Nothing to declare

“If you are fully in control, then you aren’t going fast enough”
– Mario Andretti

It’s time for a change to this Web log. There are a number of reasons to this, not least that, while my days have indeed been packed, often they’ve not contained things I’ve been able to talk about – “just trying to close a deal with XXX,” for example, or “talking to the management of YYY,” I suspect that neither XXX nor YYY particularly want me to blather on about our ongoing dialogues. Second, its been nigh impossible to mary my two worlds (music and IT) in blog format, and finally, writing about my day isn’t really what rocks my boat. The real issue that I think would be worth documenting, is to do with coping with everything that’s going on, navigating the complexities of the global village we find ourselves in. Technology is more and more about people, and people are more and more about technology, to an extent that the boundary between the two is shifting day by day. Grannies are texting their grandkids, and Sri Lankan tea co-operatives are communicating directly with Surbiton mums. The Internet is both a symptom and a cause, while the cost of an international call has dropped from pounds to pennies. There’s syndicated newsfeeds, blogs and podcasts, wikis and word of mouth marketing, mashups and Web 2.0, all thrown into the mix with gay abandon.

There’s so much going on, so what does it all mean? To be honest, I have absolutely no idea. I do know that I would never have set out to be a writer if I hadn’t been in direct email contact with other authors, and discovered they were individuals just like me. I understand the blessing and the curse of communication, when bands like Marillion can regain their mainstream status, and others can appear from nowhere, without the backing of a monopolistic corporation. I do know that major companies are between a rock and a hard place, trying to retain their positions while implementing new strategies, all the while watching new companies steal their markets from under their noses. I do know that there are huge, geopolitical effects of all this change, some of which are real, and some of which are imagined to push some agenda or another. There are psychological and spiritual aspects, as people disciver like minds and communities, but suffer the consequences of having too much of a good thing. There are upsides and downsides, hidden agendas and ill-conceived plans, power struggles and opportunities for genuine, honest progress. Technology might be some, if not all of the cause, but equally, so much of technology is primitive, incomplete, non-inclusive. We stumble from one oasis of technological goodness to another, be it with mobile coverage or getting to our email. Ubiquity remains a distant dream, while integration and accessibility issues mar all but the simplest of interactions.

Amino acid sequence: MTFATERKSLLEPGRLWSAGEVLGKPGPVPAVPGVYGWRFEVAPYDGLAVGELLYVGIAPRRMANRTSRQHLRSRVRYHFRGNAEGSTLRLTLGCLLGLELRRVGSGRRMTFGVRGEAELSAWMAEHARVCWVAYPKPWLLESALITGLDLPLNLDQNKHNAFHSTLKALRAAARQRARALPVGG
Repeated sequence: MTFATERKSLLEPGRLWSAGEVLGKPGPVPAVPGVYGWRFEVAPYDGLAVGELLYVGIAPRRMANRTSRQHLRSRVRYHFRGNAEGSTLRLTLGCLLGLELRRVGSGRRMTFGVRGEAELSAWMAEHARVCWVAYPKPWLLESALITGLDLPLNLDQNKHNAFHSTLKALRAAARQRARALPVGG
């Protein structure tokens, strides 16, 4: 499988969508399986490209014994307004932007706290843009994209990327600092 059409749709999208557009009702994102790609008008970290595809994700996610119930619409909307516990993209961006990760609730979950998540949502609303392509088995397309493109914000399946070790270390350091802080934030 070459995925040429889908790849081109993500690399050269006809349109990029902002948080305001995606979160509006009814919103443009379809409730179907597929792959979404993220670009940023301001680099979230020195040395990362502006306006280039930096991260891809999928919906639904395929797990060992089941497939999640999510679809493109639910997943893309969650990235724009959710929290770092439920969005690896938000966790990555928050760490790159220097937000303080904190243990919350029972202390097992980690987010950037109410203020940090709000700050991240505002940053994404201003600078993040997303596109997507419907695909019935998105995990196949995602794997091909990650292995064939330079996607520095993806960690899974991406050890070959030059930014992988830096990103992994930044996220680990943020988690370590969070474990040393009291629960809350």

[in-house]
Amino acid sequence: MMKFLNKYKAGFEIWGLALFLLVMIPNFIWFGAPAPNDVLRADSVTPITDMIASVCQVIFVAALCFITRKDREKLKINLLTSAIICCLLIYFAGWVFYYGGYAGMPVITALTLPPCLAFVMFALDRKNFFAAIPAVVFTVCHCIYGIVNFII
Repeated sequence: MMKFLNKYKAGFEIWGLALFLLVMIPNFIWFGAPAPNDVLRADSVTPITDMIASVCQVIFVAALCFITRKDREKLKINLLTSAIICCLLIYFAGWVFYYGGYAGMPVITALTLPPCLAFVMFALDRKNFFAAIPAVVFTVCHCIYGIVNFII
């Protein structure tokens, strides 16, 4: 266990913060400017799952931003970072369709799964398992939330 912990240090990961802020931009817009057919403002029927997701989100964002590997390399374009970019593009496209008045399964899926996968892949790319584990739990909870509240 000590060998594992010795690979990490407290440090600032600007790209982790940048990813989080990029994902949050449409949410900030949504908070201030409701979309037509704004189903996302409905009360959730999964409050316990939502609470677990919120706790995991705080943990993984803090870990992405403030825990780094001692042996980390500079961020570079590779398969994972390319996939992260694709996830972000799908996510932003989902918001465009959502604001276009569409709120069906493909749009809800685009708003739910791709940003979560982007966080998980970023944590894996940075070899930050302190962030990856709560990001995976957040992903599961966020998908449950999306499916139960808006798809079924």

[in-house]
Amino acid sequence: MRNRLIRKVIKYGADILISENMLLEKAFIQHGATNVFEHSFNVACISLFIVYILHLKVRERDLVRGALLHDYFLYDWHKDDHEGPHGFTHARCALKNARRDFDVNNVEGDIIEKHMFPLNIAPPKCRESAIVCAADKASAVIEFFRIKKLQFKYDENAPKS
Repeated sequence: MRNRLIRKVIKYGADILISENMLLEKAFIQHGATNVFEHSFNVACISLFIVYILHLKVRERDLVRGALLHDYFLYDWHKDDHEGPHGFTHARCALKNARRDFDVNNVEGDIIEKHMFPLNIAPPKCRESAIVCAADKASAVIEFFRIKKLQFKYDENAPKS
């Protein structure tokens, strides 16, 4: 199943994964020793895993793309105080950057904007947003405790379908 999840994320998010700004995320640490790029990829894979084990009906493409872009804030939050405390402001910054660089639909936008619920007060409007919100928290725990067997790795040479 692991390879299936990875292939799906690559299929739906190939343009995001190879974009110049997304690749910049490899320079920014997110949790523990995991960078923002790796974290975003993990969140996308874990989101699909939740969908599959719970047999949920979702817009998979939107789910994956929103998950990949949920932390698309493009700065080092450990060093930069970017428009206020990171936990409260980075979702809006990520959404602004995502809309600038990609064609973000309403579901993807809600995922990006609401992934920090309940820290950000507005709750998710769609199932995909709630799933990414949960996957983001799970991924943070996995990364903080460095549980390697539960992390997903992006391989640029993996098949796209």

These are fascinating, turbulent times. We are right in the middle of something quite unique, a show that shows no sign of ending. We’re emerging from a period of technological recession, conferences are buzzing again and the teddy bears are back on the stands. Its exciting again, largely because nobody has a clue where we’re going to end up – a roller coaster ride for sure, rickety at times, but one which doesn’t just come round to the starting point and heave a sigh before raising the barriers. On this trip, there’s no getting off whether we wanted to or not.

All that to say, that’s what I’ll be writing about. I’m glad that’s clear.

Nothing to declare

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